Tone Dropping in Photoshop in 7 easy steps

Rushing home on the Tram - ColourSomeone asked me how I do the tone dropping on images…  That effect where you have just one primary colour showing whilst the rest of the image is black and white.

Well here is the simple way I have found to do it.

This is done using Photoshop CS4 (Win Version)  (but the principal is the same for all graphic editing software, just the keystrokes are different)

There are two main ways of doing this tone dropping effect.  The easy way for a single object is simply to duplicate the image three times (always have a backup layer)  Then de saturate the middle layer, that is make it black and white.  The shortcut for this is CTRL+SHIFT+U.  Or if you want fine control… then you go to the Image Tool Bar (Alt I), Adjustments, then Choose Black and White (or just ALT+SHIFT+CTRL+B) .  I tend to only do the quick desaturation option 🙂

Once you have this black and white layer and you have a simple area you wish to keep in colour… you erase the top layer leaving only the single colour area.  This will only work it you are doing something really simple.  More complicated colour and shapes… is what I am really talking about…

So here goes.

Step 0. – Choose an  Image

You are looking for an image that has a striking colour in it.  When taking the shot, you might even want to look for a colour that will stand out and ensure that you capture as much (or as little) as you want.  The image I have chosen to show you is based around a long exposure of car and tram rear lights.  But you will see on my Selective Colouring Flickr set that I use lots of different objects and colours.

Step 1. – Import your Image

This is the image as it appears imported from the NEF file from my Nikon D90 into Camera Raw.  Here you can tweak all the exposure and vibrancy settings, it also helps to give a slight nudge to the Saturation, just to help bring out some of the primary colours.


Step 2.  – Make some layers to play with.

stage2 Now in the layers palette make a duplicate of the background (drag the background onto the new layer icon, next to the trash).  This way you have a nice original layer to return to if you make a mistake and don’t want to reimport everything.

Step 3. – Get the Colour.

In this image I am after the red.  Remember primary colours are the easiest to work with and make for the strongest images as well.  You can of course use the colour selection tool to choose a different colour, but oh that gets tedious.

To bring up the Colour Selector…  Choose Select from the Menu Bar (ALT-S) then Colour Range.

It will default to Sampled Colours.  Click on that to bring up the following menu.


In this case we are after the reds…  so choose red.  You will then see a sample of the selection on the preview window.  At this point you may get a screen that says.
” Warning: No pxiels are more than 50% selected.  The selection edges will not be visible.”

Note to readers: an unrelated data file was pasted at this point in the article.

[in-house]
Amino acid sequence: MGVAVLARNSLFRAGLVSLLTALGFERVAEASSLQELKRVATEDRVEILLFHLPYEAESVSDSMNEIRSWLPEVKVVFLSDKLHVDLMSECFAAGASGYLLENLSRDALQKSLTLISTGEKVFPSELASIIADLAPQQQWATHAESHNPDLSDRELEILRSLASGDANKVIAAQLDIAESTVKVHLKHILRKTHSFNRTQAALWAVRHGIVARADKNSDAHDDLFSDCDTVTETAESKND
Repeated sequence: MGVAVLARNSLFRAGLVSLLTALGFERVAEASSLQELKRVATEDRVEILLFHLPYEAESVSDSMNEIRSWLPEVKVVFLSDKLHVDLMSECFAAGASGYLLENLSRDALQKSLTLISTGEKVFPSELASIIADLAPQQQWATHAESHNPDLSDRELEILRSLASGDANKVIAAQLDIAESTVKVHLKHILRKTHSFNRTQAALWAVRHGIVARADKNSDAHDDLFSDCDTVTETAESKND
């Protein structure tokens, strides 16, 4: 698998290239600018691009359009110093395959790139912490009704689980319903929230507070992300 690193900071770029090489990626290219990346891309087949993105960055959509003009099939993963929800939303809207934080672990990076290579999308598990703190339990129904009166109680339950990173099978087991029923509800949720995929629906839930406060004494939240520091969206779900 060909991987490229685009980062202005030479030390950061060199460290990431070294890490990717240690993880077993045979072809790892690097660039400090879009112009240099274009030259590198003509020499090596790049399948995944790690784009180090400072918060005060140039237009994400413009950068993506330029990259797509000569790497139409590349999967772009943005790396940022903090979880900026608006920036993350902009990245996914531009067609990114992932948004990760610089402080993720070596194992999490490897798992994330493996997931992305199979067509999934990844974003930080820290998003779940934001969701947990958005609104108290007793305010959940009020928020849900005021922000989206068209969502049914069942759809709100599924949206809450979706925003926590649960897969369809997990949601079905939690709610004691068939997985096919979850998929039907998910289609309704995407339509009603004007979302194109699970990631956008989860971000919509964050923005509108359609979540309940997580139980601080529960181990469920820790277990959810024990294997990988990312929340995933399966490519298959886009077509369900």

All this means is that you will not see the marque on the screen showing you a selection.

Step 4. – Processing the Selection.
You will see in this screen grab that the marque lines are showing.  But like the warning dialogue box you might get… not all of the red is showing as selected.  Don’t panic it is…  Now do a copy of the marque  CTRL+C to store it.

Step 5 – Making the Red and the Black and white.
Now we have a copy of only our red channel in the clipboard.  We need to put it into a new layer.  Either select the new layer command in the layer window or just press  CTRL+SHIFT+N to create this layer.

stage5 Once the layer is created, simple Paste (CTRL+V) the colour layer into the new Layer 1.  Now you have a in this case Red only channel to play with.

Now we take the Background Copy Layer, select that and Desaturate it.  Either via the CTRL_SHIFT+U or the ALT+SHIFT+CTRL+B methods.

Hey presto you have a rough cut to work with.

Step 6 – Not Strong Enough?
stage6 Perhaps at this point you are thinking that really it is all wishy washy and not worth the effort so far.  Yes you are right.  Often at this point the colour is not that intense.  The easy fix at this point is to duplicate the colour layer one or two times (sometimes more) until you get the desired strength of the output you are after. In this case it was only two layers.

Step 7 – The Final Touches.
stage7 Now this image was easy.  Here you can see the isolated red layer and the placement of colour across the image.  But say there was a red light at the top of the image, that  you really didn’t need.  On this layer (making sure you merge down all your duplicates if you have created them) you get the eraser tool and delete the areas of colour you don’t want.  If I was being really fussy I could have deleted a few spots of red around the place just to clean the image up.  (another tip… before you start erasing stuff, duplicate this final colour layer, turn it off…  that way you don’t have to worry about the history buffer going to far when doing fine erasing)

And here is the final image…
Rushing home on the Tram - B&W

Technical Data on the Shot.

Gorilla Pod in action for taking the Rushing Home Shot.Camera: Nikon D90
Exposure: 20seconds
Aperture: f/22.0
Focal Length: 11 mm
ISO Speed: 200
Flash: No Flash
Orientation: Horizontal (normal)
Software: Adobe Photoshop CS4 Windows
Exposure Program: Manual
Date and Time (Original): 2009:09:01 18:50:24.00+10:00
Max Aperture Value: 2.8
Exposure Mode: Manual
White Balance: Auto
Focal Length In35mm Format: 16 mm
Lens: Tokina AT-X 116 Pro DX – 11.0-16.0 mm f/2.8
White Balance: As Shot

Remember in the digital world… if you make a mistake it doesn’t matter… you can just start again…  So go out take photos and play.

One Response to “Tone Dropping in Photoshop in 7 easy steps”

  1. followed you link from RB – great tutorial – thank you!!

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